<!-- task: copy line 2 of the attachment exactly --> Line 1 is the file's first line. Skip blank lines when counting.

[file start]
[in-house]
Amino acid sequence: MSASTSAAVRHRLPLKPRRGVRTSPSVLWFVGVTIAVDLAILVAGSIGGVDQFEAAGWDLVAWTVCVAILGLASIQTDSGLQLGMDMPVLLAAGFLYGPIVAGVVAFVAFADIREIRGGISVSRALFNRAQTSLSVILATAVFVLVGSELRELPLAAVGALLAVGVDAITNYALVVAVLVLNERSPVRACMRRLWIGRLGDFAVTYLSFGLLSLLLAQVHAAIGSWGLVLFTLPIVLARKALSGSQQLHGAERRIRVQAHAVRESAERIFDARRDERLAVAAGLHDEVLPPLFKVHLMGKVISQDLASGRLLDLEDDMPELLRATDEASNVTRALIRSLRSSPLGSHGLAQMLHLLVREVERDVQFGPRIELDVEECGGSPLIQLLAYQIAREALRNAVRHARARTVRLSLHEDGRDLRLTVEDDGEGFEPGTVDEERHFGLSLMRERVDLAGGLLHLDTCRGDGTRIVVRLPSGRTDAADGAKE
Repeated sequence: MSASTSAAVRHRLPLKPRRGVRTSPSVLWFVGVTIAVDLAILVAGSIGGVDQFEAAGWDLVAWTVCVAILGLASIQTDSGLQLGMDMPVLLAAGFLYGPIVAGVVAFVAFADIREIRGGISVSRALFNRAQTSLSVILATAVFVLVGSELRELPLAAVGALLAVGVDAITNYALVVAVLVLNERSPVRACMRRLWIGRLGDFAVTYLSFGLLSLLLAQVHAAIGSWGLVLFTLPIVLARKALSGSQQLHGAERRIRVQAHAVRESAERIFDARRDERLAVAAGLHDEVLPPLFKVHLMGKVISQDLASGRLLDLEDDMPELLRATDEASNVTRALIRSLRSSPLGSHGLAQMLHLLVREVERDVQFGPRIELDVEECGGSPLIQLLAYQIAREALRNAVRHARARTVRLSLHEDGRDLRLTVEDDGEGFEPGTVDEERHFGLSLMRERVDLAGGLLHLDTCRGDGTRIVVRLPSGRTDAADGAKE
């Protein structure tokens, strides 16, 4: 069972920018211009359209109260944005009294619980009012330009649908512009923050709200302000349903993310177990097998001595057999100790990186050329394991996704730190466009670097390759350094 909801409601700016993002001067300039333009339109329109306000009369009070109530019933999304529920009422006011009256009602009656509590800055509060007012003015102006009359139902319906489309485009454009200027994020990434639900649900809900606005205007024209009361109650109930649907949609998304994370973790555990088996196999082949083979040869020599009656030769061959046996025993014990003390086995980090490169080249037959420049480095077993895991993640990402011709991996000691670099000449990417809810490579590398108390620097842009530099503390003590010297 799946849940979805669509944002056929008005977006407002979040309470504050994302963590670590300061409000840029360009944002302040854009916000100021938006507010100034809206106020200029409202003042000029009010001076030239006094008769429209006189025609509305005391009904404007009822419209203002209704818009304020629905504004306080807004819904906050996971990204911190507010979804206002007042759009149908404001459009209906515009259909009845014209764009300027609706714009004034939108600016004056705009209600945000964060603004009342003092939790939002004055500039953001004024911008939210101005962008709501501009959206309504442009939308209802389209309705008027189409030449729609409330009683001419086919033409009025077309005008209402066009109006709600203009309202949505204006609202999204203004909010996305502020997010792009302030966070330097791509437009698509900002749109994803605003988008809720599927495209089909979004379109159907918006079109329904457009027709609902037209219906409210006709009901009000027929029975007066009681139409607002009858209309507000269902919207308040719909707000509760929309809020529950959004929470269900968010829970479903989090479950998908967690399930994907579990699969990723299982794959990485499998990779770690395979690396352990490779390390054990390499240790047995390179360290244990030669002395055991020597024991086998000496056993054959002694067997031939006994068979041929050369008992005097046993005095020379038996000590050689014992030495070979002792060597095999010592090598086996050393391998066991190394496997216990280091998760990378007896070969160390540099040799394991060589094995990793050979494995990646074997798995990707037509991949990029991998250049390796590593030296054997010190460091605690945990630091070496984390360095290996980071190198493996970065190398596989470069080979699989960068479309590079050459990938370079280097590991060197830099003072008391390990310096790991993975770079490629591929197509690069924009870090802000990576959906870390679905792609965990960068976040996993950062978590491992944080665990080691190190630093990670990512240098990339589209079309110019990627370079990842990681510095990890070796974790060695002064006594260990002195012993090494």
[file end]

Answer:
Amino acid sequence: MSASTSAAVRHRLPLKPRRGVRTSPSVLWFVGVTIAVDLAILVAGSIGGVDQFEAAGWDLVAWTVCVAILGLASIQTDSGLQLGMDMPVLLAAGFLYGPIVAGVVAFVAFADIREIRGGISVSRALFNRAQTSLSVILATAVFVLVGSELRELPLAAVGALLAVGVDAITNYALVVAVLVLNERSPVRACMRRLWIGRLGDFAVTYLSFGLLSLLLAQVHAAIGSWGLVLFTLPIVLARKALSGSQQLHGAERRIRVQAHAVRESAERIFDARRDERLAVAAGLHDEVLPPLFKVHLMGKVISQDLASGRLLDLEDDMPELLRATDEASNVTRALIRSLRSSPLGSHGLAQMLHLLVREVERDVQFGPRIELDVEECGGSPLIQLLAYQIAREALRNAVRHARARTVRLSLHEDGRDLRLTVEDDGEGFEPGTVDEERHFGLSLMRERVDLAGGLLHLDTCRGDGTRIVVRLPSGRTDAADGAKE